For banks, customer information is considered extremely sensitive and critical. In most financial transactions, details like credit card numbers and account numbers are masked. Similarly, other industries like life sciences and defence have certain regulations to be met. Such requirements are usually modeled as constraints or non- functional requirements (NFR). Apart from security and regulations, NFRs can also define other attributes like performance, usability, and scalability. In a traditional world, NFR testing happens quite late in the SDLC, which can cost the teams dear. This is because it might result in completely revisiting the basic architecture of the system. We advocate continuous testing of NFRs just like functional requirements to overcome these challenges. To begin with, teams will have to add NFRs to the 'Definition of Done', which ensures that these requirements are validated with each increment. Since this is a continuous process, the NFR testing, wherever possible (load or security testing) should be automated. These automated tests are configured as part of (the ever growing!!) regression pack. The other roadblock which teams might face is getting access to the production environment. In such scenarios, hardware virtualization techniques like OS level virtualization (Container technology) can come in handy. Finally NFRs, especially the ones with security and compliance attributes need to be transparent to the entire team. Publishing this in a common repository like a cloud software or wiki document will definitely help this cause.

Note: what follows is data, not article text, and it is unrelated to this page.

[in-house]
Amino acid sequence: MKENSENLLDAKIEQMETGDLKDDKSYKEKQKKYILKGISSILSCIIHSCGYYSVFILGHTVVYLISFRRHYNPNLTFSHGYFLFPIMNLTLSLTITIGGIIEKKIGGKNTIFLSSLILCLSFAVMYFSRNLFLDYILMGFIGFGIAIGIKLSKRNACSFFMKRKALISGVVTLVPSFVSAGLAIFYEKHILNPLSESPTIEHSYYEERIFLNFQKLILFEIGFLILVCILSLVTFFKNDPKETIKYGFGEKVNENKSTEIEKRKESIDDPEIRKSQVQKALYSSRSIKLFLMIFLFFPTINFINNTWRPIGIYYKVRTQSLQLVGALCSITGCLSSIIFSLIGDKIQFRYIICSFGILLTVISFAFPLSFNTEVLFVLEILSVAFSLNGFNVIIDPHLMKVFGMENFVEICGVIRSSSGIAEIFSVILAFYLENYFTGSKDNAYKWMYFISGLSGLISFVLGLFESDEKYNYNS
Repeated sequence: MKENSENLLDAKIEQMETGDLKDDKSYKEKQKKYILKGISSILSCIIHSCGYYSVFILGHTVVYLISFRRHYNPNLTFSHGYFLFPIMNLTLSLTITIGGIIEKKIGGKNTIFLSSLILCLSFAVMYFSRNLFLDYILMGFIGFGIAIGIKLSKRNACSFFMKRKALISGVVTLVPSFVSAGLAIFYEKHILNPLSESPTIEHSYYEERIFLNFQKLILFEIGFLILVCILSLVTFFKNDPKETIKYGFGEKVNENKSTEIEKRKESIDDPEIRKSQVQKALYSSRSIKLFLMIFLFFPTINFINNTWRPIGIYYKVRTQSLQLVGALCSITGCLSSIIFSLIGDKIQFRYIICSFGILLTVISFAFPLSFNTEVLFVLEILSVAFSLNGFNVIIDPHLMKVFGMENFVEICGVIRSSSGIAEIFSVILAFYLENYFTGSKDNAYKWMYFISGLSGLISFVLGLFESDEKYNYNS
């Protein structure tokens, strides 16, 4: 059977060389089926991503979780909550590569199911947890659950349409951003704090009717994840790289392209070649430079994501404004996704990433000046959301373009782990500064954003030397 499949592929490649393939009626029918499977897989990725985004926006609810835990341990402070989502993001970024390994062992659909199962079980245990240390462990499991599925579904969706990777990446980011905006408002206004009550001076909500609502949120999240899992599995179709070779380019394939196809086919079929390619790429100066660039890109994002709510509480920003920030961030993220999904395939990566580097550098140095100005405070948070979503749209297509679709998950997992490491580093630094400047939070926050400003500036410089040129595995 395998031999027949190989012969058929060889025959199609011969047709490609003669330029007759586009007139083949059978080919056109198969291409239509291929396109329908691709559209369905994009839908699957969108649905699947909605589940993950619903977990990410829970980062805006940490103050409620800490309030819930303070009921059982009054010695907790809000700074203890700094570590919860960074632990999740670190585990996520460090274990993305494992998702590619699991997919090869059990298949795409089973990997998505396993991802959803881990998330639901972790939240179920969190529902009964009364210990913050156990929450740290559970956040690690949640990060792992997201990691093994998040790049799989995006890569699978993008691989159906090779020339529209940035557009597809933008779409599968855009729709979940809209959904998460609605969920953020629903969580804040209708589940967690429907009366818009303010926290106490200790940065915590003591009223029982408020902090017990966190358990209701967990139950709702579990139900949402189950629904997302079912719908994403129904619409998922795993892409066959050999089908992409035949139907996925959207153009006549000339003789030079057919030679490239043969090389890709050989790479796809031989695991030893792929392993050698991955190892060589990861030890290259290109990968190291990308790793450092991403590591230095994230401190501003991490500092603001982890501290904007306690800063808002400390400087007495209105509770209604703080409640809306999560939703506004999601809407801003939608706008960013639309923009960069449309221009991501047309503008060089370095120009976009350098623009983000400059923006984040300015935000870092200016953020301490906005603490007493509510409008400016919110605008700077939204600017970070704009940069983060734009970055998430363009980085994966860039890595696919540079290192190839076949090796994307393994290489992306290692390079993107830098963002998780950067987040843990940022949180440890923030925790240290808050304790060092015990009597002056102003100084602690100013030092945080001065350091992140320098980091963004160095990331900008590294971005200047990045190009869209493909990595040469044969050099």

Real Measure of Progress
In scrum, testing serves as the real measure of progress. A user story is not ready until development is complete, all its associated tests including acceptance tests have been passed. To track completion of activities of a sprint, Agile task boards or test boards can be used. Completion of an activity in an iteration is based on an agreed upon criterion called 'Definition of Done'. A user story reaches 'Done' stage after all checklist items in the 'Definition of Done' are complete. A clear 'Definition of Done' should contain functional characteristics, non-functional characteristics, interfaces, and product specific criterion.
Going back to the question initially raised regarding a ballistic missile shooting a fighter jet, the question looks more answerable now. With the advent of technologies like heat maps, missiles can be self-guided to demolish a moving target, even if it's a fighter jet moving at a rapid pace. Similarly, these approaches help scrum teams simplify QA processes and sustainably deliver better quality products.